Star Child meets Star Man?

Good luck Josh. Take it slow with an open mind and this Paul Stanley flash drive could ch ch-ch-change you forever.

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The Future Is Now! Or Soon Anyway.

I am usually the last one in line for new technology. I’m the guy who refuses to update his apps on his computer unless forced to and I’m also the guy who refuses to get a personal Facebook. No way dude.

I am beginning to change my perspective a bit.

Now don’t get me wrong… I will never be the guy waiting in line to get the next I-Phone, but when it comes to music, I do tend to get interested.

I bought a Juke when they were hot because they played music.

Even so, I resisted the urge to get a Smartphone for a ridiculously long time. Now that I have one and I can play Mixcloud or Spotify or YouTube or Podcasts on it, I wonder how I ever lived without it. The ability to think of a song and tell my phone to play it is I’ll admit… a thing.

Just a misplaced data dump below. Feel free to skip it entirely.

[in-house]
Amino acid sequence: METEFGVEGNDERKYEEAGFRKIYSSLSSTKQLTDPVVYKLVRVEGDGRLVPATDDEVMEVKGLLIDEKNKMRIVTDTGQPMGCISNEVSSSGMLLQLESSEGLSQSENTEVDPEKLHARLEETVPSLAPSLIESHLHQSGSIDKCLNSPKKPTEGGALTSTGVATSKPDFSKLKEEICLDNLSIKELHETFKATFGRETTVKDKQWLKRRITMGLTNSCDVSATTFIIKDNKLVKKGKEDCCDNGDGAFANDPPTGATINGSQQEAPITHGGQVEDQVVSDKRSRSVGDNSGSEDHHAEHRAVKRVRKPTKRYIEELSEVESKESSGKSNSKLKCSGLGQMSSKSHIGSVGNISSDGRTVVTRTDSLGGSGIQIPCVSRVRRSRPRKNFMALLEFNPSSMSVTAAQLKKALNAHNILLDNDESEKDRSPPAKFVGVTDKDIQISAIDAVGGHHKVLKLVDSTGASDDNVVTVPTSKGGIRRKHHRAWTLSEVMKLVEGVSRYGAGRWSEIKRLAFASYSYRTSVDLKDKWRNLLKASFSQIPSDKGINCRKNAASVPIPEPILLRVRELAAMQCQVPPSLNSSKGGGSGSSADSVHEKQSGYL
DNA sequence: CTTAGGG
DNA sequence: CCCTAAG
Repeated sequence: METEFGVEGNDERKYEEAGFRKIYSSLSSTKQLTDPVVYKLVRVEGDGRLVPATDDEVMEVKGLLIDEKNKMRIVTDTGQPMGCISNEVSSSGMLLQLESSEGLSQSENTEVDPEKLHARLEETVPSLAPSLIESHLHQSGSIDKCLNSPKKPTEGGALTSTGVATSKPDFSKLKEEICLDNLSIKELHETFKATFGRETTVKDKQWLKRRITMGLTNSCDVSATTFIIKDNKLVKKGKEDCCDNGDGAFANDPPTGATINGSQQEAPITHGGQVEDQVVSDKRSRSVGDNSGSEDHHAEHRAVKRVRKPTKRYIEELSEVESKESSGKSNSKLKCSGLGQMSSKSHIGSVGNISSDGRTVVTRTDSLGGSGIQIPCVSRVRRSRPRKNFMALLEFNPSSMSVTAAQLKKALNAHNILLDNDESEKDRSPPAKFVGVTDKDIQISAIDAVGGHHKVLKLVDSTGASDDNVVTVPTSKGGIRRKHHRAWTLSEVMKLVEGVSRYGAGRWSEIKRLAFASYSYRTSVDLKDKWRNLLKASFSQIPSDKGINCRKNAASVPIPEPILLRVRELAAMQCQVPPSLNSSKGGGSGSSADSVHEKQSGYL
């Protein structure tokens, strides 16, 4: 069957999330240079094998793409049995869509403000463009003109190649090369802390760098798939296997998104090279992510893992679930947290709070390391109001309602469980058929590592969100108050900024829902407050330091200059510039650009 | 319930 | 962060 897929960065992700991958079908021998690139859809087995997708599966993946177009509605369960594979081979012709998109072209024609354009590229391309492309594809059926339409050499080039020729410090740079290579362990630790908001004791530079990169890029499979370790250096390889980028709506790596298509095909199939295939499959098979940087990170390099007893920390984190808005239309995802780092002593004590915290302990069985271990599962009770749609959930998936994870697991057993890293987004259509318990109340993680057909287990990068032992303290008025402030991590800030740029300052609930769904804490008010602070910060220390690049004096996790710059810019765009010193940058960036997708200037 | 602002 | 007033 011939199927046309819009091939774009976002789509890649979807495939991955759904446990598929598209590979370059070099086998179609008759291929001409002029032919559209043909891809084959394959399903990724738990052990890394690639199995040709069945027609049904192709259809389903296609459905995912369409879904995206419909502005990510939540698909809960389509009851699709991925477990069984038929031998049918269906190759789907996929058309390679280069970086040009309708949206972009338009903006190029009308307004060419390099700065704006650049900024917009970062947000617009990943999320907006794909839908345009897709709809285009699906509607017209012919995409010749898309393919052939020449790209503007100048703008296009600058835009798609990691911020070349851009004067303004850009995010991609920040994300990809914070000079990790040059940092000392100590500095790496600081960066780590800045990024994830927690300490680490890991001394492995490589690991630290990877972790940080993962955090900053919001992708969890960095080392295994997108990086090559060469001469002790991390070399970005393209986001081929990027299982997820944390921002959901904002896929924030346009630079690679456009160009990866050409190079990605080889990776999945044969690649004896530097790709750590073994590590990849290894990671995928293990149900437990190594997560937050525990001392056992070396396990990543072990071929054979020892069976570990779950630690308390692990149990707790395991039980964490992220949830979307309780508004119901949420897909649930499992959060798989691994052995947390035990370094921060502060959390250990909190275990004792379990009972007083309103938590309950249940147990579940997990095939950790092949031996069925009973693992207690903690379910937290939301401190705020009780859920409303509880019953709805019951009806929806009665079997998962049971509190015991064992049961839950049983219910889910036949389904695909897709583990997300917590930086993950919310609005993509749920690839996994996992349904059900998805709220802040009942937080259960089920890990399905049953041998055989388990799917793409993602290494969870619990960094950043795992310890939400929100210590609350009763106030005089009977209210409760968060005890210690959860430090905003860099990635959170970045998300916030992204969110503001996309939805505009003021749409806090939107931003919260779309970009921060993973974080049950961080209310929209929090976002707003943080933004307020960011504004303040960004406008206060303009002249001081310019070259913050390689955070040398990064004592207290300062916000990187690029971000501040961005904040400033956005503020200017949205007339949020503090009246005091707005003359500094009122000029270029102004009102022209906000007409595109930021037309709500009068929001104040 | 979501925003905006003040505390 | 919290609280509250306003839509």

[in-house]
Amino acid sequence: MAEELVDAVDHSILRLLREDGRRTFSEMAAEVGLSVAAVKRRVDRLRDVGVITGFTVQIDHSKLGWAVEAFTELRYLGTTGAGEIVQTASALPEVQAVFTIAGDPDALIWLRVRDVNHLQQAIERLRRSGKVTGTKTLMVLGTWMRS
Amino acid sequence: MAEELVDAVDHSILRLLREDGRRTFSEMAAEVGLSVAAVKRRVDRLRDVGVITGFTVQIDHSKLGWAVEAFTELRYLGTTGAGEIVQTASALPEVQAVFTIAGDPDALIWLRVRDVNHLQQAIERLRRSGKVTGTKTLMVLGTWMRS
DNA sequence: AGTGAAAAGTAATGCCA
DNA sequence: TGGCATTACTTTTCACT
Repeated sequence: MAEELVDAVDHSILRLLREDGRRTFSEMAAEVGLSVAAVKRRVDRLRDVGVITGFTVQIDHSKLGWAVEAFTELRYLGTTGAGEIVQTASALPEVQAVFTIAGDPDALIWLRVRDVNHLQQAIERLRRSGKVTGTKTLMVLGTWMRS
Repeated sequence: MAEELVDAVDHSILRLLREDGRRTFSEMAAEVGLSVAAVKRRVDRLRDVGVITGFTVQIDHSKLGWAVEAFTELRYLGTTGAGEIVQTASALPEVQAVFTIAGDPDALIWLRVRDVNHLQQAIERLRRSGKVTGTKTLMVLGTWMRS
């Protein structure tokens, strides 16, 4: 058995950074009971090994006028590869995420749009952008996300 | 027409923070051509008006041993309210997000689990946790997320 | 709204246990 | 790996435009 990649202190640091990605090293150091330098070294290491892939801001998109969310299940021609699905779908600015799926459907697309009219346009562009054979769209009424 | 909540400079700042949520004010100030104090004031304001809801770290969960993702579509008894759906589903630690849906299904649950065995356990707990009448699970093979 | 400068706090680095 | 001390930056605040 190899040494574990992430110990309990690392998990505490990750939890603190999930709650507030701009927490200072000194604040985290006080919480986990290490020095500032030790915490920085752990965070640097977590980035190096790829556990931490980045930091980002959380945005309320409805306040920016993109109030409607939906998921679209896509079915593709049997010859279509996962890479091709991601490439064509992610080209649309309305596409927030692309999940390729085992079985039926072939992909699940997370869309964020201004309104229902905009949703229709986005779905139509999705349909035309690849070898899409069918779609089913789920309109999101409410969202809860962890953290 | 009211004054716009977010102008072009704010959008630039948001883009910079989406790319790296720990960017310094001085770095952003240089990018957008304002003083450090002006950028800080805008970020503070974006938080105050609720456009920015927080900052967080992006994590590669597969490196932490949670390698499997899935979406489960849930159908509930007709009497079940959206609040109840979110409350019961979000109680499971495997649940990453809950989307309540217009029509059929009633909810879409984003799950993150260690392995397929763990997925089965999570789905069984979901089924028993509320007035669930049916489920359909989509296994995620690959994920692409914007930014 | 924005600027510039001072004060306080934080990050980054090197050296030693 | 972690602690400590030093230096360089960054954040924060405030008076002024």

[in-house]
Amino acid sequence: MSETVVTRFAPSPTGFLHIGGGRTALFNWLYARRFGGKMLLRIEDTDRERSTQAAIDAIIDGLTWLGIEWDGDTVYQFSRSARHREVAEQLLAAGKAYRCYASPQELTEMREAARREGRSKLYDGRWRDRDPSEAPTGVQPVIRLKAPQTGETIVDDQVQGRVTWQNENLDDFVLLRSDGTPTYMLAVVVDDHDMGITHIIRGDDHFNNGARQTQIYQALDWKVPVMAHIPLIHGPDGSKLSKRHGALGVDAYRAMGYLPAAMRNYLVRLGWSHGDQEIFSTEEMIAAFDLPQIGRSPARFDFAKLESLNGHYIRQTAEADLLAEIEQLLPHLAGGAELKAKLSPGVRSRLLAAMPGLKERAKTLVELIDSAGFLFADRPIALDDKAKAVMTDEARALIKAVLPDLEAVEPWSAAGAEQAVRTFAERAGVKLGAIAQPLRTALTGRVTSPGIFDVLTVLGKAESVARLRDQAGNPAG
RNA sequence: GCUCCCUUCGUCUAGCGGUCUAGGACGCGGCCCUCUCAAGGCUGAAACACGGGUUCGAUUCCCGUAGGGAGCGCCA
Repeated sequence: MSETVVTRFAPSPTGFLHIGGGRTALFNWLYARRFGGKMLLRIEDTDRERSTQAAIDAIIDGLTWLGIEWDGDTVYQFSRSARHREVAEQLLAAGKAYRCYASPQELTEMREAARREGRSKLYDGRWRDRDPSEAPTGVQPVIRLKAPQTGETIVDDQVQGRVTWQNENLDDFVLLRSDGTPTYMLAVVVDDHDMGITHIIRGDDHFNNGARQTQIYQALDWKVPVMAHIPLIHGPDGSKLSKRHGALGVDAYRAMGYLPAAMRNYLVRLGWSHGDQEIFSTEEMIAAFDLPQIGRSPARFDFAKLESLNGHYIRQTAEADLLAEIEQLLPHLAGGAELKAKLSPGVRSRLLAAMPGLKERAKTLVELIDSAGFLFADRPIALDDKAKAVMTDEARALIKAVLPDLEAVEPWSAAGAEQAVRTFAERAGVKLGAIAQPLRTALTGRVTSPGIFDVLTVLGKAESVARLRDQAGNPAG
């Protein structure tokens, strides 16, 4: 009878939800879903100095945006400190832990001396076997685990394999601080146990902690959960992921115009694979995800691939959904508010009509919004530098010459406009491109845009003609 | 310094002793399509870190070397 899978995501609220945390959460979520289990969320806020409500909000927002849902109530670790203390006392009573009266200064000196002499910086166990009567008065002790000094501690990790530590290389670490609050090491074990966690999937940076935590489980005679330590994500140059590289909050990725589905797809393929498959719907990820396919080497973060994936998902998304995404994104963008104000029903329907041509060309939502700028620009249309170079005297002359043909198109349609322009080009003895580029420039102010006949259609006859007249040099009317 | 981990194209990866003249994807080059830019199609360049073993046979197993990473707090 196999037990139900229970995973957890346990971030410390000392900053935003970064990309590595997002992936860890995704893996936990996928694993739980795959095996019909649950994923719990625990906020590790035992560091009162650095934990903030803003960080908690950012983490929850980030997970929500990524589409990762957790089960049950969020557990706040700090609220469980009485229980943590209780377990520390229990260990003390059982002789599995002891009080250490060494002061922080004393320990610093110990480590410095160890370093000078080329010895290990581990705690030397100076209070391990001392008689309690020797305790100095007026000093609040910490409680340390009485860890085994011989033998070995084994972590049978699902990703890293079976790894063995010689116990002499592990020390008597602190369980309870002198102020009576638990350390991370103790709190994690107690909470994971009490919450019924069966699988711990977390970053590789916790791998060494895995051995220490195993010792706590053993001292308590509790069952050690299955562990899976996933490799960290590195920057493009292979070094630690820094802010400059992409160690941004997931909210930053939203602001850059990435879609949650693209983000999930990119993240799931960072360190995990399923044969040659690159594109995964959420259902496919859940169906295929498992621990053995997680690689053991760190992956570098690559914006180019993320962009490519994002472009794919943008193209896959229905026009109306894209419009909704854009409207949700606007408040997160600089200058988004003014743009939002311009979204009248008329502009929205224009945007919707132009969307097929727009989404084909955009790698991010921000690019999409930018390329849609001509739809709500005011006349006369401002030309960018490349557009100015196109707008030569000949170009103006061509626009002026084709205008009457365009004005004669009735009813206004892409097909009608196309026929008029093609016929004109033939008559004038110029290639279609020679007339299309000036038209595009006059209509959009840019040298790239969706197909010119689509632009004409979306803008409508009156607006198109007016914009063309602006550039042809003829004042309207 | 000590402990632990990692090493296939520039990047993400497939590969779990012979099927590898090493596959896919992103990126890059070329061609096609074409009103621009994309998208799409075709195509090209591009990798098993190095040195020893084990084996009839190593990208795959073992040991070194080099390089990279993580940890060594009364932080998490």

Drifting off to sleep and want some sound system or dub music to play you out? Driving and want to listen to a Podcast to pass the time? Talk to your phone.

I haven’t yet reached Alexa stage, I still just talk to my phone, but I did see something the other day that I think I would stand in line for.

A music butler! I mean a robot.

Saw this advertised on Spotify and I had to check it out.

https://www.robotemi.com/

This photo kind of says it all, right? Minimalist setting. Happy dancing child. Grandma looking on from the face of Temi. Is that a bookcase? Futuristic building in view outside. This is the future. Looks like in the future kids still leave toys everywhere.

Just like the time I held out against getting a smart phone and now can’t live without it, I recognize this will be everywhere in a decade. Well, when they get the price down. It runs $1500 currently. Too steep for my wallet, but this one is cute and functional and vaguely like the whimsical Sheldon Virtual Presence Device from Big Bang Theory.

Less the shirt.

This is happening.

I’ve read enough Asimov to know that this kind of robot is the first wave. The ones before the ones that will malfunction and kill us all. So why not get on board now. I bet this could carry my entire music collection and follow me around just waiting for me to call out a tune.

“Jeeves…” that’s what I would call it “… play Working Man by Rush.”